Most recently, in San Antonio, I was the Principal Investigator of a large national demonstration project at the Patient-Centered Medical Center Home at UT Health San Antonio that was funded by the American Academy of Family Physicians. This project was really a way of thinking about primary care that goes beyond being physician-focused, to being patient-centered.
It is important to think about what a patient needs and how to make it happen. Patients need more than just a doctor; they need to be addressing their behavioral components. They want to be addressing their chronic disease management.
We are developing new ways of primary care that are revolutionary regarding how we make that happen.
Do you see patient-centered medicine as the future of primary care?
If you are asking about my hope, yes. However, I do think it is an uphill climb because so much of health care has been transformed into a commodity. If you cannot afford it, you are often excluded.
I think if we ask ourselves deeply about what we do as clinicians, we are committed to alleviating suffering, reducing mortality and that is a very powerful way to approach our work.
How has COVID-19 impacted your work?
The pandemic has been devastating, particularly for communities of color and people who are poor. Many of the front-line workers still haven’t been vaccinated, not necessarily because they don’t want to be vaccinated, but because they haven’t had the opportunity to do it.
Many of my patients’ family members, and even some of my patients, have died because of COVID-19.
Another effect of the pandemic is that COVID-19 patients, particularly those who are unvaccinated, have displaced so many people from hospitals. In fact, much of the work that is necessary to prevent complications from chronic illnesses is affected.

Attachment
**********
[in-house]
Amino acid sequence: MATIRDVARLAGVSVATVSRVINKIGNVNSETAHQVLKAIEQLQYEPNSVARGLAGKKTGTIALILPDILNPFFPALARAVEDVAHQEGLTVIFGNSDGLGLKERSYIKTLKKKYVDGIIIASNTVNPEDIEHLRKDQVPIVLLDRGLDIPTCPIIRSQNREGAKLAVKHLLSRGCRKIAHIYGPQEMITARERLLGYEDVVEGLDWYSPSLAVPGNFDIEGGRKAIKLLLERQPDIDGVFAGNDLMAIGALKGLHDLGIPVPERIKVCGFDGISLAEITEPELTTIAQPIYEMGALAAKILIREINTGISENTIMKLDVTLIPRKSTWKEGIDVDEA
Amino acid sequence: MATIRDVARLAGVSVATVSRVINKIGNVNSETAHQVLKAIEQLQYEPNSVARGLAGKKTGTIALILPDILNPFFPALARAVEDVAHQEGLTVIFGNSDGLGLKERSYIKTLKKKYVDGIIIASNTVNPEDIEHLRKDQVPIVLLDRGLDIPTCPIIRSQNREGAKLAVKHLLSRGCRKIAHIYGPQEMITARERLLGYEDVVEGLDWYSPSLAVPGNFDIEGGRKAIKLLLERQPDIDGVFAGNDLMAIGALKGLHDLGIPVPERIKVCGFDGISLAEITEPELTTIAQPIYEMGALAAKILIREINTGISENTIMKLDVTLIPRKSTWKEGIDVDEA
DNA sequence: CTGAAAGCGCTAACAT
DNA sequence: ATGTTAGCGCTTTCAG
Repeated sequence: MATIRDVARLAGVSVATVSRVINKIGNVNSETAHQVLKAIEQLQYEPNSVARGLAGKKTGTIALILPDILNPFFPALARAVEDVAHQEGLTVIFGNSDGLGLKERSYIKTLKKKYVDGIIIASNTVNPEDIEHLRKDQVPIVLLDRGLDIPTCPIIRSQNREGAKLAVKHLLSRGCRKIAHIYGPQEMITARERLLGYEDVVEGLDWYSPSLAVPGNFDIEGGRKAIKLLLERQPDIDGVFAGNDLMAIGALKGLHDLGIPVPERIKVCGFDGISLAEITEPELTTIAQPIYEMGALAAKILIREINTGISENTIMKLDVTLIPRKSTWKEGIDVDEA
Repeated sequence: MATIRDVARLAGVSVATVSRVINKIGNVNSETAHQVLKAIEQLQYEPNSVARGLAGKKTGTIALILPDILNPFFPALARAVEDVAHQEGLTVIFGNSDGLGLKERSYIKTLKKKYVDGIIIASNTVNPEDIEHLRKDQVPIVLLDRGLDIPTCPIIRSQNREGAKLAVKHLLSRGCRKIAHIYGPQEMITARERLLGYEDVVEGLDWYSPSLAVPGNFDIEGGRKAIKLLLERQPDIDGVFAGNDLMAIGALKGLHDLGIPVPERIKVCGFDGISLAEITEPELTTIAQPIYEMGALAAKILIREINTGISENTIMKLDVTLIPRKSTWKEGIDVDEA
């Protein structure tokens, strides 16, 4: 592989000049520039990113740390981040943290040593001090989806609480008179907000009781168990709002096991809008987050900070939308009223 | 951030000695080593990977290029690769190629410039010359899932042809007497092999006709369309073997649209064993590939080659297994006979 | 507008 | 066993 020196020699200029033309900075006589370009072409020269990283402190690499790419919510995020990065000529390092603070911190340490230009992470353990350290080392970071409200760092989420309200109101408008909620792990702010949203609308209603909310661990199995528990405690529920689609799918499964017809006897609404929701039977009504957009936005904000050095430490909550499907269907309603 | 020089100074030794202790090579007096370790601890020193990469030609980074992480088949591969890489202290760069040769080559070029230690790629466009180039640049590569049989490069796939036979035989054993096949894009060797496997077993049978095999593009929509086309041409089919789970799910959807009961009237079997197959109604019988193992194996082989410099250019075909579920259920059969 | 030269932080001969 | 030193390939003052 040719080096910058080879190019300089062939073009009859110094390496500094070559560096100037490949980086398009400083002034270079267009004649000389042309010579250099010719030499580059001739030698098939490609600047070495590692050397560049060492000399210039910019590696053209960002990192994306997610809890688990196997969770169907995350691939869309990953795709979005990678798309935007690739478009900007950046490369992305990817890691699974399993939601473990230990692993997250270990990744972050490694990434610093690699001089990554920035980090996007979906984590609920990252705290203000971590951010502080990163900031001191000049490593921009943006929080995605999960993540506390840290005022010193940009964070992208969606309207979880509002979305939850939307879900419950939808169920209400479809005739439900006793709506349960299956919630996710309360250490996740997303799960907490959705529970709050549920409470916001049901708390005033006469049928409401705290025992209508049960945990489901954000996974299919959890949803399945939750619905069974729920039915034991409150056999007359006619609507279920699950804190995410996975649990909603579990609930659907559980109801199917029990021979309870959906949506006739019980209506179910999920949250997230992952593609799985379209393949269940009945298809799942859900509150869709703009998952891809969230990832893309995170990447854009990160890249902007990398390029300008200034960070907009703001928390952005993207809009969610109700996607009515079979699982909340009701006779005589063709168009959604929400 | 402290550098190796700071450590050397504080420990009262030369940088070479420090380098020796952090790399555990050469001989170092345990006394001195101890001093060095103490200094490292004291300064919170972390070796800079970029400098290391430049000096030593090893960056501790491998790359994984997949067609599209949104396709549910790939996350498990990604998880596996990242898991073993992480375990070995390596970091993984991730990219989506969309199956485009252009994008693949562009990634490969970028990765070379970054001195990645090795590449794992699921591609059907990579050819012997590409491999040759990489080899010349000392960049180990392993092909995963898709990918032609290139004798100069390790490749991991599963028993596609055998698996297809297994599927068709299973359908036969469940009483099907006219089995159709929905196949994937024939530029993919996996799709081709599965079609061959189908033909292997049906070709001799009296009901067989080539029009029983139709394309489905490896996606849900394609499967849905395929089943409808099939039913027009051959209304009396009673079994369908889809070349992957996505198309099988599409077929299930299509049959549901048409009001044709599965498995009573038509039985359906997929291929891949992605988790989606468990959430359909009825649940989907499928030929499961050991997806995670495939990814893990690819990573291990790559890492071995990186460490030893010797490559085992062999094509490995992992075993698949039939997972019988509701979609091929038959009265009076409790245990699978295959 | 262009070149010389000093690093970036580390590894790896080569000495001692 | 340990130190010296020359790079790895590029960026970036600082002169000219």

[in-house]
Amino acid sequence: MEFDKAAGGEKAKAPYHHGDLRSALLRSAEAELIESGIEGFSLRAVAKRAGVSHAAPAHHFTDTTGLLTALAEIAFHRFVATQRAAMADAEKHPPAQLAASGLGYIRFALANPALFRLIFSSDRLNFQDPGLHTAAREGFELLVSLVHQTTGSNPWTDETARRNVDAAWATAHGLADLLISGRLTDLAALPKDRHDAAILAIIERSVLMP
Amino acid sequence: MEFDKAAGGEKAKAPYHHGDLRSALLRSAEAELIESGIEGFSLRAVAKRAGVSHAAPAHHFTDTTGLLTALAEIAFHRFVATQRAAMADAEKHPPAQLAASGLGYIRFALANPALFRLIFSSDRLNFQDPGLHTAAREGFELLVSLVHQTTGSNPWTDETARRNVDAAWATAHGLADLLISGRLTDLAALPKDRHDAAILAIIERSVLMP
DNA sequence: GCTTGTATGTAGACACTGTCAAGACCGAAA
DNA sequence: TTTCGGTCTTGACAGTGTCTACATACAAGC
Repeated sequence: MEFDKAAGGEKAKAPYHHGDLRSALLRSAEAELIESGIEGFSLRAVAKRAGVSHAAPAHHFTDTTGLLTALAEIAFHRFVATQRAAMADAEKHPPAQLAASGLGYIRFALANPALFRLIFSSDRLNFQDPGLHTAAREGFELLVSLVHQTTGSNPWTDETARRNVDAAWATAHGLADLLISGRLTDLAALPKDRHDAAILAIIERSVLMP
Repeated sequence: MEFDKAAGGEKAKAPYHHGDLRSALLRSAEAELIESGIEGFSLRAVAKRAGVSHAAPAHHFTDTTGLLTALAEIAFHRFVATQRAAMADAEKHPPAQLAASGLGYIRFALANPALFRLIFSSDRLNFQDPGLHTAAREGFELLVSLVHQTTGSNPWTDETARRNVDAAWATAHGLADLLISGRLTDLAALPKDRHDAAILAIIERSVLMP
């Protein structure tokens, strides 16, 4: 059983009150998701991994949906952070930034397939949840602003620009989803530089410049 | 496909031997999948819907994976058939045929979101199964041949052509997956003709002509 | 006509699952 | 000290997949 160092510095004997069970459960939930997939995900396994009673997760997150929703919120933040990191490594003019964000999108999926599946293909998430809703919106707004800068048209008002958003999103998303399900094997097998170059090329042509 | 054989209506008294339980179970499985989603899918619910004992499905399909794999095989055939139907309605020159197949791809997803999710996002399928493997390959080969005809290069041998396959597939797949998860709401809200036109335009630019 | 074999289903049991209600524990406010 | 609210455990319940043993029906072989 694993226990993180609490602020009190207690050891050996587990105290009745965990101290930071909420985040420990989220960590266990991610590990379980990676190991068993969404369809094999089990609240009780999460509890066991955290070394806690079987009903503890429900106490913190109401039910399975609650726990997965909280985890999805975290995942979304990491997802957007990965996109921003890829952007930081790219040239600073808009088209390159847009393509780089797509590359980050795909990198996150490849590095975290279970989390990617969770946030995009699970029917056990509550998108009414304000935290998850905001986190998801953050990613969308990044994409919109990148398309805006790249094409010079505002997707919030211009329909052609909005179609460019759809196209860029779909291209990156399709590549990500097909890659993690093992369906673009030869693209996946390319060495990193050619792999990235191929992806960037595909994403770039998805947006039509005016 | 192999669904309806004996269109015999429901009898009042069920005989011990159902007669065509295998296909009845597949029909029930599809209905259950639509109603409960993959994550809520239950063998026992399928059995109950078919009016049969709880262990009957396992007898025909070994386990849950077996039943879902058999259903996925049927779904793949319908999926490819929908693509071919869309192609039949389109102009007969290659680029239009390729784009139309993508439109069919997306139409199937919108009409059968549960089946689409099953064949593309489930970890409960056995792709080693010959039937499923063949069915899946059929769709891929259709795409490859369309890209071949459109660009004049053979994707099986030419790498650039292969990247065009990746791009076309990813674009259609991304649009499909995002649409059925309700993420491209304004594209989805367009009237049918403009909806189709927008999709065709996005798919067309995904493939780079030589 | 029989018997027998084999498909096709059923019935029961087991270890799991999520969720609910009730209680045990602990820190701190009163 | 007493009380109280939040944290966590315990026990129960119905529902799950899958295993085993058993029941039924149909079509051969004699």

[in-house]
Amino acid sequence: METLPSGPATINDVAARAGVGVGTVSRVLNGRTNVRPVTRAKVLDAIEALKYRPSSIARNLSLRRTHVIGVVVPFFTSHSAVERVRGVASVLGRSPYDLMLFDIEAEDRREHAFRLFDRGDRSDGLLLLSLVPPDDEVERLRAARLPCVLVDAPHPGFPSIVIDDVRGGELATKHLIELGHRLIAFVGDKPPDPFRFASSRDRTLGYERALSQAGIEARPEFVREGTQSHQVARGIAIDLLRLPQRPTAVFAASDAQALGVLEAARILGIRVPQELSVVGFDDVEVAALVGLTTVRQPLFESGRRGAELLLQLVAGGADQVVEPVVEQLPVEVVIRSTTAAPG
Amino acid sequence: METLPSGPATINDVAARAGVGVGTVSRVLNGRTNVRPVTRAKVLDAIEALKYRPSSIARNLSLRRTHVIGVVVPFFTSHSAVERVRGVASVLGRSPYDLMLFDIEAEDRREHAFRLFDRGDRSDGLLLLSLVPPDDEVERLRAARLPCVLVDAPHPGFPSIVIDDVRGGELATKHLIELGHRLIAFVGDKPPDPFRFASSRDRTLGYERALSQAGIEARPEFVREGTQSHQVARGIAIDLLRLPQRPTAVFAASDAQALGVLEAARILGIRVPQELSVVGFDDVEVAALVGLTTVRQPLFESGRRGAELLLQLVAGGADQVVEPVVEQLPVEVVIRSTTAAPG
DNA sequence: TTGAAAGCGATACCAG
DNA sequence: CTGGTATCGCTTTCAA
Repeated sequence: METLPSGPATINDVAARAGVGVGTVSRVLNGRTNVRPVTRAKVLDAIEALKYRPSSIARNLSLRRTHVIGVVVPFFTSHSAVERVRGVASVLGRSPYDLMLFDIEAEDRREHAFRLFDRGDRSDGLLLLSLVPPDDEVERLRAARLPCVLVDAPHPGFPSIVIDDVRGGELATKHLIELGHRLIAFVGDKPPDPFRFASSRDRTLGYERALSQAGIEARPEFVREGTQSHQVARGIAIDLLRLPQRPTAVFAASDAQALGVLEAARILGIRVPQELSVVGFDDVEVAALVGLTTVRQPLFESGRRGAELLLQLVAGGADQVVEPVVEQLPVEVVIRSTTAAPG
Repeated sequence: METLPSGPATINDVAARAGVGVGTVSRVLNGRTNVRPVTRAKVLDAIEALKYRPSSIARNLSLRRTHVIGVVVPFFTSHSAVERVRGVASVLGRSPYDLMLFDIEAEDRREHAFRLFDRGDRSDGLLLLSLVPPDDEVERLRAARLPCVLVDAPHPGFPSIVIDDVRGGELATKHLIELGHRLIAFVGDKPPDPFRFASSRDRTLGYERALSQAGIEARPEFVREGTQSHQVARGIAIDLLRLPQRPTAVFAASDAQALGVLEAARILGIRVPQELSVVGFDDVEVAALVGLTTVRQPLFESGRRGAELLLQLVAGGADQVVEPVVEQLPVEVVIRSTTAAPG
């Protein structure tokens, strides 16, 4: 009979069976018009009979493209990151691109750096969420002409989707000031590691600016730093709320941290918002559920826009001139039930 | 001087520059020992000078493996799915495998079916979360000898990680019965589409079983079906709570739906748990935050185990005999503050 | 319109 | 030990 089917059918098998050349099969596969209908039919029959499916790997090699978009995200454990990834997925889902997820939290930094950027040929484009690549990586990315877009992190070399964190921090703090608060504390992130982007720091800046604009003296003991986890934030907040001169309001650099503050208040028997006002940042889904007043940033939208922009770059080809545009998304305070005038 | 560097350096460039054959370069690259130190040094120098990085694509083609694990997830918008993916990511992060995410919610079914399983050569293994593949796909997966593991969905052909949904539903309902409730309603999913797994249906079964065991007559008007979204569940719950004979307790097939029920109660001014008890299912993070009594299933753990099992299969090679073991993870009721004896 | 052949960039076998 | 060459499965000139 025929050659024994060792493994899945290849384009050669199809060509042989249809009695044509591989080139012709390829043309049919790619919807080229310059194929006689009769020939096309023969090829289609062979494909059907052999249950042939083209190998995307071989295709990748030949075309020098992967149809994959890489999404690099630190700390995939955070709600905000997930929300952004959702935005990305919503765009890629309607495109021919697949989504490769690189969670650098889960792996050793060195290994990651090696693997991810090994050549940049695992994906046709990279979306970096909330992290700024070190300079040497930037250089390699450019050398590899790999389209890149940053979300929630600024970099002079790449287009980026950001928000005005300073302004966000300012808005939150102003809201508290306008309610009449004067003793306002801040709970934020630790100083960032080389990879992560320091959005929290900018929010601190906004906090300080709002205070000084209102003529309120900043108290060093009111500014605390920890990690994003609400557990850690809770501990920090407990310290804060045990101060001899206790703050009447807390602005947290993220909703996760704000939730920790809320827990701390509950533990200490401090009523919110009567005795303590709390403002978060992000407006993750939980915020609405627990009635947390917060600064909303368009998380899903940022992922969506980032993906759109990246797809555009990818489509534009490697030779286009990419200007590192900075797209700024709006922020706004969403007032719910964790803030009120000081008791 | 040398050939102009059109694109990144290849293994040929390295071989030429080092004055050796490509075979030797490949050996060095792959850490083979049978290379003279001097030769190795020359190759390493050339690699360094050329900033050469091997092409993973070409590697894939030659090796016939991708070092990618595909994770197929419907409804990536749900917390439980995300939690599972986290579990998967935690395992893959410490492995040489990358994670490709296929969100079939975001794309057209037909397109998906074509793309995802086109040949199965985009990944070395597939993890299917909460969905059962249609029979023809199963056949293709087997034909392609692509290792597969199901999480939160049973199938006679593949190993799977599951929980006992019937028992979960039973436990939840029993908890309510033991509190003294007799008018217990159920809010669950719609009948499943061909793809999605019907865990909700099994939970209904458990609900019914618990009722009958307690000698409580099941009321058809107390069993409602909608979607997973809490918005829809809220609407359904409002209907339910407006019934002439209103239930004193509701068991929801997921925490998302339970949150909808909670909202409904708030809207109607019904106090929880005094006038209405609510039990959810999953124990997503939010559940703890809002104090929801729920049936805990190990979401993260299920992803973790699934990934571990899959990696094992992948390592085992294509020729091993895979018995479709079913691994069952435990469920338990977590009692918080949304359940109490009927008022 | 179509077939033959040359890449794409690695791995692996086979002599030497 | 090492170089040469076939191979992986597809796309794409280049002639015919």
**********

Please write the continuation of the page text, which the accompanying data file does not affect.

While it’s been hard, we’ve also been creative regarding how we respond. For example, we recognized during the pandemic that a lot of our patients were being impacted by food insecurity. So, we systematically started asking patients about food insecurity and when we found out they didn’t have food, we put together resources and worked with local foundations to get to their homes and deliver groceries.
How did you first hear about TAMEST?
I started coming to TAMEST conferences as the TAMEST Protégé of TAMEST Member Dr. Fernando Guerra. I don’t recall the year, but it was before my election to the National Academy of Medicine in 2013.
I found it a fascinating organization that was very exciting and very connected.
What was your experience with the TAMEST Protégé Program?
It was great for networking. I was able to develop a closer relationship with Dr. Guerra and other TAMEST Members at my organization as well as across Texas.
I gained friends, and it was a good way to make some early connections. It also in some ways demystified the academies and showed me that these people weren’t that different from myself.
Since becoming a TAMEST Member, you have served TAMEST in many capacities. Talk about your experience on the program committee for the upcoming 2022 TAMEST Annual Conference in San Antonio.
For me, it’s about the opportunity to have a conversation about the role that health plays in the whole future of Texas. It is my hope that the 2022 conference will highlight the importance of education, the importance of primary care, and the importance of a whole list of other aspects.
If we don’t have healthy Texans, all our dreams are shattered. We have to directly confront the fact that our state has the dubious distinction of having the highest number of uninsured individuals, not to mention we have systematically excluded people who otherwise would have been included in Medicaid.
I’m also looking forward to the fact that TAMEST 2022 is going to touch on climate change and its potential effects. That’s exciting!
TAMEST is non-partisan. It is scientific. It’s our job to tell the truth.